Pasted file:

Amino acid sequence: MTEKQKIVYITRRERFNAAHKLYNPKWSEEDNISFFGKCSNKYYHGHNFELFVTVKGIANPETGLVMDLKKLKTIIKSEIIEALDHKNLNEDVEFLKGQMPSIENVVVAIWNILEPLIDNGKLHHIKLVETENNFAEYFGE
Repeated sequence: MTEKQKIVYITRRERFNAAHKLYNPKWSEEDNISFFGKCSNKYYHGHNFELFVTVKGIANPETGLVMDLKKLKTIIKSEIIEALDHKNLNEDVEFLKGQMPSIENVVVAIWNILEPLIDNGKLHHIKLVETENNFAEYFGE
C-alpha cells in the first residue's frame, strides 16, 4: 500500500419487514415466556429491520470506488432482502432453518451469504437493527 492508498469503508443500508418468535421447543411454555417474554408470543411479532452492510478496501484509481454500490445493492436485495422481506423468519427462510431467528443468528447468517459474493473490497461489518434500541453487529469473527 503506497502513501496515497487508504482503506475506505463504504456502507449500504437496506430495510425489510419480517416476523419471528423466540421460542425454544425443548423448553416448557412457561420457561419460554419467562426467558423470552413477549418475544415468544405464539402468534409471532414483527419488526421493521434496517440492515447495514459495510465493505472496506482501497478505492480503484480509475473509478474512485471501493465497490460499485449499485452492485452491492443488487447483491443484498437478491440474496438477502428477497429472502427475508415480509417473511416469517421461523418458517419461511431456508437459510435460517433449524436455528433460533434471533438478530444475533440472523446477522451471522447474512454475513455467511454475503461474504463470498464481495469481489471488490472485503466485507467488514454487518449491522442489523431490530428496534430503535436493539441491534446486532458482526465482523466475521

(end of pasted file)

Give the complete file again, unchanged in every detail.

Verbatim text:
Amino acid sequence: MTEKQKIVYITRRERFNAAHKLYNPKWSEEDNISFFGKCSNKYYHGHNFELFVTVKGIANPETGLVMDLKKLKTIIKSEIIEALDHKNLNEDVEFLKGQMPSIENVVVAIWNILEPLIDNGKLHHIKLVETENNFAEYFGE
Repeated sequence: MTEKQKIVYITRRERFNAAHKLYNPKWSEEDNISFFGKCSNKYYHGHNFELFVTVKGIANPETGLVMDLKKLKTIIKSEIIEALDHKNLNEDVEFLKGQMPSIENVVVAIWNILEPLIDNGKLHHIKLVETENNFAEYFGE
C-alpha cells in the first residue's frame, strides 16, 4: 500500500419487514415466556429491520470506488432482502432453518451469504437493527 492508498469503508443500508418468535421447543411454555417474554408470543411479532452492510478496501484509481454500490445493492436485495422481506423468519427462510431467528443468528447468517459474493473490497461489518434500541453487529469473527 503506497502513501496515497487508504482503506475506505463504504456502507449500504437496506430495510425489510419480517416476523419471528423466540421460542425454544425443548423448553416448557412457561420457561419460554419467562426467558423470552413477549418475544415468544405464539402468534409471532414483527419488526421493521434496517440492515447495514459495510465493505472496506482501497478505492480503484480509475473509478474512485471501493465497490460499485449499485452492485452491492443488487447483491443484498437478491440474496438477502428477497429472502427475508415480509417473511416469517421461523418458517419461511431456508437459510435460517433449524436455528433460533434471533438478530444475533440472523446477522451471522447474512454475513455467511454475503461474504463470498464481495469481489471488490472485503466485507467488514454487518449491522442489523431490530428496534430503535436493539441491534446486532458482526465482523466475521